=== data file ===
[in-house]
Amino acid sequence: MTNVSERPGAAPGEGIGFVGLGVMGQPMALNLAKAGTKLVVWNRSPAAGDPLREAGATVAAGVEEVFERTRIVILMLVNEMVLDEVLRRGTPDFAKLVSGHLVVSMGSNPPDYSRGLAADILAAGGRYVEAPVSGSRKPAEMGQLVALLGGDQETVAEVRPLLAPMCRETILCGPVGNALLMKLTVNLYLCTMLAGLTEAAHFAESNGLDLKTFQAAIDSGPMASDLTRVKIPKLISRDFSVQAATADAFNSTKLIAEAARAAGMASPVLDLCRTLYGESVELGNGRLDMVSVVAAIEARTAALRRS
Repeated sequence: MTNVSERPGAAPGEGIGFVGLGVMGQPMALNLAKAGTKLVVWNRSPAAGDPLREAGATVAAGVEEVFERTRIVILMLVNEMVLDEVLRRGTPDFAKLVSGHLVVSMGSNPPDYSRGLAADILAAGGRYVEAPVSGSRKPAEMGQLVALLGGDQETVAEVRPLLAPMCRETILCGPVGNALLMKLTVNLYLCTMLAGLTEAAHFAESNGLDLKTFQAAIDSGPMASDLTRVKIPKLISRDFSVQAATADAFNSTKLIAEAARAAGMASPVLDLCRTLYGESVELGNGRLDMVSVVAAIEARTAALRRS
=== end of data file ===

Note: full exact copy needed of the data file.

[in-house]
Amino acid sequence: MTNVSERPGAAPGEGIGFVGLGVMGQPMALNLAKAGTKLVVWNRSPAAGDPLREAGATVAAGVEEVFERTRIVILMLVNEMVLDEVLRRGTPDFAKLVSGHLVVSMGSNPPDYSRGLAADILAAGGRYVEAPVSGSRKPAEMGQLVALLGGDQETVAEVRPLLAPMCRETILCGPVGNALLMKLTVNLYLCTMLAGLTEAAHFAESNGLDLKTFQAAIDSGPMASDLTRVKIPKLISRDFSVQAATADAFNSTKLIAEAARAAGMASPVLDLCRTLYGESVELGNGRLDMVSVVAAIEARTAALRRS
Repeated sequence: MTNVSERPGAAPGEGIGFVGLGVMGQPMALNLAKAGTKLVVWNRSPAAGDPLREAGATVAAGVEEVFERTRIVILMLVNEMVLDEVLRRGTPDFAKLVSGHLVVSMGSNPPDYSRGLAADILAAGGRYVEAPVSGSRKPAEMGQLVALLGGDQETVAEVRPLLAPMCRETILCGPVGNALLMKLTVNLYLCTMLAGLTEAAHFAESNGLDLKTFQAAIDSGPMASDLTRVKIPKLISRDFSVQAATADAFNSTKLIAEAARAAGMASPVLDLCRTLYGESVELGNGRLDMVSVVAAIEARTAALRRS